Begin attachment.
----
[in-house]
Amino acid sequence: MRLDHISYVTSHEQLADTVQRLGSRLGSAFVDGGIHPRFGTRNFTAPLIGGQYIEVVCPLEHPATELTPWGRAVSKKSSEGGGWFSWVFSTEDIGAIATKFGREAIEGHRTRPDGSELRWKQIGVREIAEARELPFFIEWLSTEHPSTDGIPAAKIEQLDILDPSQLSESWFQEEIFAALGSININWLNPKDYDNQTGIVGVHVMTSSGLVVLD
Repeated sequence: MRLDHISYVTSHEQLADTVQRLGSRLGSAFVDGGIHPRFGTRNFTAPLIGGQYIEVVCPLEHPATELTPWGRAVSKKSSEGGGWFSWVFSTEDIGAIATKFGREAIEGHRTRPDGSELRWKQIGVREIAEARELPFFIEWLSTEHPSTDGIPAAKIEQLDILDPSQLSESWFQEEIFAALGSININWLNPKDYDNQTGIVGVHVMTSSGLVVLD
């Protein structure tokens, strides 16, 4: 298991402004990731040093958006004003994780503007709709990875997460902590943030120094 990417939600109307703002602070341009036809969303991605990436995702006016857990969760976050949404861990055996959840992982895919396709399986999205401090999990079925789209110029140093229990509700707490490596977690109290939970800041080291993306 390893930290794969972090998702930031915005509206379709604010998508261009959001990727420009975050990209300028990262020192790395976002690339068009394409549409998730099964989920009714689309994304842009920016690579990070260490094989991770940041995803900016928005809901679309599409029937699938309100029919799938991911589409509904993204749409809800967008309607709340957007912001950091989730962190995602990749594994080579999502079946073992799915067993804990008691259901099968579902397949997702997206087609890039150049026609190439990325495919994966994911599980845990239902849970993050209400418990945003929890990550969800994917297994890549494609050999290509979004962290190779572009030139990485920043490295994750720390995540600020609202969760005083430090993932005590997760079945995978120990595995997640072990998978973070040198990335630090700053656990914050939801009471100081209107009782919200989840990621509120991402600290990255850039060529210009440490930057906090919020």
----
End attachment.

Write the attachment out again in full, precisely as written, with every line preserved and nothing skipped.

[in-house]
Amino acid sequence: MRLDHISYVTSHEQLADTVQRLGSRLGSAFVDGGIHPRFGTRNFTAPLIGGQYIEVVCPLEHPATELTPWGRAVSKKSSEGGGWFSWVFSTEDIGAIATKFGREAIEGHRTRPDGSELRWKQIGVREIAEARELPFFIEWLSTEHPSTDGIPAAKIEQLDILDPSQLSESWFQEEIFAALGSININWLNPKDYDNQTGIVGVHVMTSSGLVVLD
Repeated sequence: MRLDHISYVTSHEQLADTVQRLGSRLGSAFVDGGIHPRFGTRNFTAPLIGGQYIEVVCPLEHPATELTPWGRAVSKKSSEGGGWFSWVFSTEDIGAIATKFGREAIEGHRTRPDGSELRWKQIGVREIAEARELPFFIEWLSTEHPSTDGIPAAKIEQLDILDPSQLSESWFQEEIFAALGSININWLNPKDYDNQTGIVGVHVMTSSGLVVLD
């Protein structure tokens, strides 16, 4: 298991402004990731040093958006004003994780503007709709990875997460902590943030120094 990417939600109307703002602070341009036809969303991605990436995702006016857990969760976050949404861990055996959840992982895919396709399986999205401090999990079925789209110029140093229990509700707490490596977690109290939970800041080291993306 390893930290794969972090998702930031915005509206379709604010998508261009959001990727420009975050990209300028990262020192790395976002690339068009394409549409998730099964989920009714689309994304842009920016690579990070260490094989991770940041995803900016928005809901679309599409029937699938309100029919799938991911589409509904993204749409809800967008309607709340957007912001950091989730962190995602990749594994080579999502079946073992799915067993804990008691259901099968579902397949997702997206087609890039150049026609190439990325495919994966994911599980845990239902849970993050209400418990945003929890990550969800994917297994890549494609050999290509979004962290190779572009030139990485920043490295994750720390995540600020609202969760005083430090993932005590997760079945995978120990595995997640072990998978973070040198990335630090700053656990914050939801009471100081209107009782919200989840990621509120991402600290990255850039060529210009440490930057906090919020």